As a kindergartener I remember we were in a different home, one that I would live in until I moved away to college. Our Chinese landlord lived next door. At first it was “Popo” (grandmother) to whom we paid rent, but upon her death, her son Ah Sing assumed the responsibility. I became long-lasting, best friends with his daughter, an only child for many years. A brother was born into the family when my friend was in high school.

Ah Sing took pity upon my situation, a fatherless child with a mother struggling to support her young family. He would include me on outings with his daughter. One vivid memory is of a visit onboard a navy submarine docked  in the harbor. I still have a small, black and white photograph somewhere, of me perched on a metal seat on an outer deck, long, black hair caught up in the breeze, a furtive smile on my lips, a shy glance directed at the camera. My girlfriend’s mom was not as receptive toward me however, perhaps because I wasn’t a fit companion, being poor. No matter, I became a fixture at their home because I was like a sibling my friend wanted, and another daughter Ah Sing cherished.

The only physician I recall visiting as a child was Dr. James Fleming. His shoulders seemed broad, as though he could carry the weight of the world on them, well… at least that of the sick who visited his office. His hair was a sandy blonde, he wore spectacles and he always had a smile on his face. His bedside manner was comforting, especially to a child who rarely saw a doctor because it was an expense my mom couldn’t regularly afford. But like other generous people in our lives, Dr. Fleming discounted  our fees and never pressured my mom for payment. Receiving a lollipop or large, orange gumdrop was one reason I behaved during an appointment, but more importantly, Dr. Fleming felt like a father if only for the time I spent with him. When I was much older, my mom told me that he had offered to adopt me since he had no daughters, only 3 sons. You can imagine how elated I felt, and disappointed, that I never got to live the fairy-tale life of the Lahaina Flemings. But more than anything, I would have liked to have felt the love of a father like Dr. Fleming wash over me.

My father-in-law, now deceased some 20 years or so, treated me like a daughter. When I first spent time with my husband’s family, I thought my father-in-law didn’t like me. I always seemed the butt of his ribbing. Teasing was something I grew up with as the youngest, and I wasn’t particularly fond of it. I never had the wherewithal to fight back, and felt I must not be loved, or liked. Increasingly, as I was around him more, it became obvious that I was a favorite of my father-in-law’s. I guess I was a combination, pretty Hawaiian girl like his wife, Catholic raised and educated, attending college, with lofty ambitions that might rub off on his eldest son. But best of all I could out-talk the “Portugees,” as he would love to tell me, himself being Portuguese. We could banter back and forth endlessly. My father-in-law, looking much like and behaving very much like my husband, was the closest I ever came to having a father. So it saddened me to see his body, and spirit, deteriorate through the 8 years he survived after a massive heart attack which destroyed 50% of his heart.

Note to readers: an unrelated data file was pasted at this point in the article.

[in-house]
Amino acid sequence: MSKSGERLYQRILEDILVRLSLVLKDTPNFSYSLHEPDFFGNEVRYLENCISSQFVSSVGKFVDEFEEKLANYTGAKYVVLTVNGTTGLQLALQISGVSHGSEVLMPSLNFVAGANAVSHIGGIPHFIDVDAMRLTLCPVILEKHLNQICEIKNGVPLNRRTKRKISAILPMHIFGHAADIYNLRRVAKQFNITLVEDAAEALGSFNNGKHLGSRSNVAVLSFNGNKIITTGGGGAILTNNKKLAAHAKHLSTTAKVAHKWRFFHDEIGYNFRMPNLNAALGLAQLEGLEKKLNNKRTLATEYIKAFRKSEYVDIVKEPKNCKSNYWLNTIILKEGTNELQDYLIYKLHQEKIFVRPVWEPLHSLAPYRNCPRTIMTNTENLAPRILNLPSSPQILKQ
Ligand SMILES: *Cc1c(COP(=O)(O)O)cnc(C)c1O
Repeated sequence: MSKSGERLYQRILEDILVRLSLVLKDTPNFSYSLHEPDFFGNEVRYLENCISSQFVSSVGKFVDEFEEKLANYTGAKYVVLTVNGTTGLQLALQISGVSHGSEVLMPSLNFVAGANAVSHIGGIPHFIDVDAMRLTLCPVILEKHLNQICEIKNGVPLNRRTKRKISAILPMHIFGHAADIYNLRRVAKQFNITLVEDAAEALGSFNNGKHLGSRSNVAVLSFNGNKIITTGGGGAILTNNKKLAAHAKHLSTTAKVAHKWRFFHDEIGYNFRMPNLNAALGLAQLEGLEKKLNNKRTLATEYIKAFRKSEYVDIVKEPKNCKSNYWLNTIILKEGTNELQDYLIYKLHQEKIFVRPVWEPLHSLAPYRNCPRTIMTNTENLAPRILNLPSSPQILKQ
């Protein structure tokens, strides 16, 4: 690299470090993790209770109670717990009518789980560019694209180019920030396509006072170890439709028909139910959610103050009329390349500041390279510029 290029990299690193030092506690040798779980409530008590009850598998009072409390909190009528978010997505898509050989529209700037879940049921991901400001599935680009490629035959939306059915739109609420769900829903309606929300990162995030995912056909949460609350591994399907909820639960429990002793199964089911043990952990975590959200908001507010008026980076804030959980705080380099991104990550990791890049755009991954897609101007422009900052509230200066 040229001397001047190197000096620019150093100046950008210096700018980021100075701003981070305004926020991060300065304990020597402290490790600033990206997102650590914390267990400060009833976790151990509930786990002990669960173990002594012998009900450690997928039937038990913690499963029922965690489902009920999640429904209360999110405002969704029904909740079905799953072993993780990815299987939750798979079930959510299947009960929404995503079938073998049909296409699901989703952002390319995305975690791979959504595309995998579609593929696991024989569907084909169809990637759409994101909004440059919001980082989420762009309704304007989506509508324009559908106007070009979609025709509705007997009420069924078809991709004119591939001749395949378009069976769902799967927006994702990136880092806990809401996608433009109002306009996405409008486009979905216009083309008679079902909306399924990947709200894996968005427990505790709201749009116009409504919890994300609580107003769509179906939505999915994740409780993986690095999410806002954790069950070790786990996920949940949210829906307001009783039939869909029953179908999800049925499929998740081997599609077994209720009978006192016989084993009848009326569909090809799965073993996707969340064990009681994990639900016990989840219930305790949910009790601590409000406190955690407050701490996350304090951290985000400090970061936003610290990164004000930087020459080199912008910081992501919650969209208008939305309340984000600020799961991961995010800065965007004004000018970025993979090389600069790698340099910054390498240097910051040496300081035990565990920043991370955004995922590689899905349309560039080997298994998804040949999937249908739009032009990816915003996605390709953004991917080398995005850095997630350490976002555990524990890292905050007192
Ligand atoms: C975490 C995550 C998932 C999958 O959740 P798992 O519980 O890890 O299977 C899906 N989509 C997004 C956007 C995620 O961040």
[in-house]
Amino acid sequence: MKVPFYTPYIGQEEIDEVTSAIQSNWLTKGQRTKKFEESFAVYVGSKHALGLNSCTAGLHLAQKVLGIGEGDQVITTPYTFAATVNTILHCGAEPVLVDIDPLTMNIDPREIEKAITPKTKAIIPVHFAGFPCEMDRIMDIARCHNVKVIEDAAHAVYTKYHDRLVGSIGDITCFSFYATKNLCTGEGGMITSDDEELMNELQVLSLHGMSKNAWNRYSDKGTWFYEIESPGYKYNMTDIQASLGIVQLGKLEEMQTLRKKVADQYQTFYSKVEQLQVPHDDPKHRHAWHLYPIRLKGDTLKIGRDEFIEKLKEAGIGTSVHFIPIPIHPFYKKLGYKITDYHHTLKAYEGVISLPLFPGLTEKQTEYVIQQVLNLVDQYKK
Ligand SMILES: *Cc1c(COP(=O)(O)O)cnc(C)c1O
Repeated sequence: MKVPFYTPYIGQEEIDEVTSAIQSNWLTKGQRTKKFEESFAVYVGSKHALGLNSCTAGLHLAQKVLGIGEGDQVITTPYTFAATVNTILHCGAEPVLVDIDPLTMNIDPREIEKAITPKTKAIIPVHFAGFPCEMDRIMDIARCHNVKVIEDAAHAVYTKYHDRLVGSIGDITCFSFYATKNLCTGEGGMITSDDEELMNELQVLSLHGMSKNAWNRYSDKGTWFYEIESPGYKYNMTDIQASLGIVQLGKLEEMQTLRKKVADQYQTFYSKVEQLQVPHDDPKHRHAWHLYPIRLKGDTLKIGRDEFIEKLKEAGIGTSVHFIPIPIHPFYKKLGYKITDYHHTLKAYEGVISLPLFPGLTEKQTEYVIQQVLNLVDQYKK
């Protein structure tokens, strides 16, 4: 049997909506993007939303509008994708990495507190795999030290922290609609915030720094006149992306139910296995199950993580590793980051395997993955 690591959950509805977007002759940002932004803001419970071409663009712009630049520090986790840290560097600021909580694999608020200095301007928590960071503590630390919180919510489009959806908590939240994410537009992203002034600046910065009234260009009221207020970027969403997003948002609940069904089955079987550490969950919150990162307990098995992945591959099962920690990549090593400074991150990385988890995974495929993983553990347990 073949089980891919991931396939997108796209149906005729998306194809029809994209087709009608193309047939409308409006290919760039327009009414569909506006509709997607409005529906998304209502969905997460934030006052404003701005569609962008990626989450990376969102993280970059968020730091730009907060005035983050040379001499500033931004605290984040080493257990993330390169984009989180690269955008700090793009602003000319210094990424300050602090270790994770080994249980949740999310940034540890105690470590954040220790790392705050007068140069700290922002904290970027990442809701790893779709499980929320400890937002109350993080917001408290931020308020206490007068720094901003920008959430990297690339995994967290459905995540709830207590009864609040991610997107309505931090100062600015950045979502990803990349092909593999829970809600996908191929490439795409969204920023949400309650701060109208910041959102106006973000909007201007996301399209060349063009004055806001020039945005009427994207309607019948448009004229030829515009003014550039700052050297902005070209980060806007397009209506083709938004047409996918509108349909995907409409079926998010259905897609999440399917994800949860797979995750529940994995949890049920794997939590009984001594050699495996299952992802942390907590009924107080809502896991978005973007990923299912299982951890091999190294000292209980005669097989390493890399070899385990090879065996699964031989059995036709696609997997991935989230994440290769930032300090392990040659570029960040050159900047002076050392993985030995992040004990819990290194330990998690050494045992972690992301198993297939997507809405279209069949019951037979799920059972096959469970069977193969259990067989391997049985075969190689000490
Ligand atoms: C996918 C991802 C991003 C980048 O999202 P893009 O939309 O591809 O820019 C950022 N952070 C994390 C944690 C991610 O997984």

And then there’s my husband. A Catholic seminarian a week prior to our first meeting, he had changed his mind about being called to the priesthood. Having left home after completion of 8th grade, he had spent the next 4 1/2 years studying theology. I’ve often joked that God was preparing him for an even greater task than leading the faithful, and that was keeping me on the “straight and narrow,” which he has successfully done for 40 years.

Because I was fatherless as a child, it was imminent that my daughter bond with her dad immediately. So I didn’t look to either my mom or mother-in-law for help when our baby was born. I wanted my husband, myself and our daughter to forge a strong and loving union which would survive the ups and downs of whatever lay ahead. And to this day, our strength as a family continues to thrive upon the foundation upon which it was built. We enable one another to follow our passions, knowing that our love and support is always available 24/7.

So while I may not have had a father of my own to nurture and guide me, there were those to whom I could look for the wonderful qualities that I would one day find in a husband. So I thank my “fathers”, of whom only Ah Sing survives, on my lovely, island, childhood home of Maui.

 very fortunate to have had surrogate fathers, love me…hugmamma.